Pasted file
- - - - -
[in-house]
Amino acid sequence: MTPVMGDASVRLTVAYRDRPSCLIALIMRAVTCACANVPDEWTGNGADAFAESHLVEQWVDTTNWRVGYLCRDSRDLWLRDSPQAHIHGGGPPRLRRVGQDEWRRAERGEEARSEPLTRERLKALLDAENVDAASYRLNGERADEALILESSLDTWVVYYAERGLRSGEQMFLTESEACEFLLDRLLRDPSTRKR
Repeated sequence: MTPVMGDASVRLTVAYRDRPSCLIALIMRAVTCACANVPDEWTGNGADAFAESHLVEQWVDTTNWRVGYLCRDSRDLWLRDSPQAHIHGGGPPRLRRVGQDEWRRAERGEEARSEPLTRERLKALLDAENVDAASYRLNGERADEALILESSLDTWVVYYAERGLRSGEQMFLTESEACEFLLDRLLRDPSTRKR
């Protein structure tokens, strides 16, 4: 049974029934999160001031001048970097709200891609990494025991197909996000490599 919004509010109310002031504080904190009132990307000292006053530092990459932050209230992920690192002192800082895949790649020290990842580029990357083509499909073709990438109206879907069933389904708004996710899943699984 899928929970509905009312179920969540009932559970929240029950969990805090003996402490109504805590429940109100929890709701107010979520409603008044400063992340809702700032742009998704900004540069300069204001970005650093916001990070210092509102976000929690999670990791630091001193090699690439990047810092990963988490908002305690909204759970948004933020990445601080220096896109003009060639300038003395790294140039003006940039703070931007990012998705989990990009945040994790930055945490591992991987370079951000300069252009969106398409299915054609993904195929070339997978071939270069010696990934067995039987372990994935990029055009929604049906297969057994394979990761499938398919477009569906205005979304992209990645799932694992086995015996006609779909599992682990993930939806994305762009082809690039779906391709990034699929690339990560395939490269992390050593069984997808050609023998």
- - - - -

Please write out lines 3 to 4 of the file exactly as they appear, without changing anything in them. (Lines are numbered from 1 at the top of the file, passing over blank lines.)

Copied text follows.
Repeated sequence: MTPVMGDASVRLTVAYRDRPSCLIALIMRAVTCACANVPDEWTGNGADAFAESHLVEQWVDTTNWRVGYLCRDSRDLWLRDSPQAHIHGGGPPRLRRVGQDEWRRAERGEEARSEPLTRERLKALLDAENVDAASYRLNGERADEALILESSLDTWVVYYAERGLRSGEQMFLTESEACEFLLDRLLRDPSTRKR
């Protein structure tokens, strides 16, 4: 049974029934999160001031001048970097709200891609990494025991197909996000490599 919004509010109310002031504080904190009132990307000292006053530092990459932050209230992920690192002192800082895949790649020290990842580029990357083509499909073709990438109206879907069933389904708004996710899943699984 899928929970509905009312179920969540009932559970929240029950969990805090003996402490109504805590429940109100929890709701107010979520409603008044400063992340809702700032742009998704900004540069300069204001970005650093916001990070210092509102976000929690999670990791630091001193090699690439990047810092990963988490908002305690909204759970948004933020990445601080220096896109003009060639300038003395790294140039003006940039703070931007990012998705989990990009945040994790930055945490591992991987370079951000300069252009969106398409299915054609993904195929070339997978071939270069010696990934067995039987372990994935990029055009929604049906297969057994394979990761499938398919477009569906205005979304992209990645799932694992086995015996006609779909599992682990993930939806994305762009082809690039779906391709990034699929690339990560395939490269992390050593069984997808050609023998």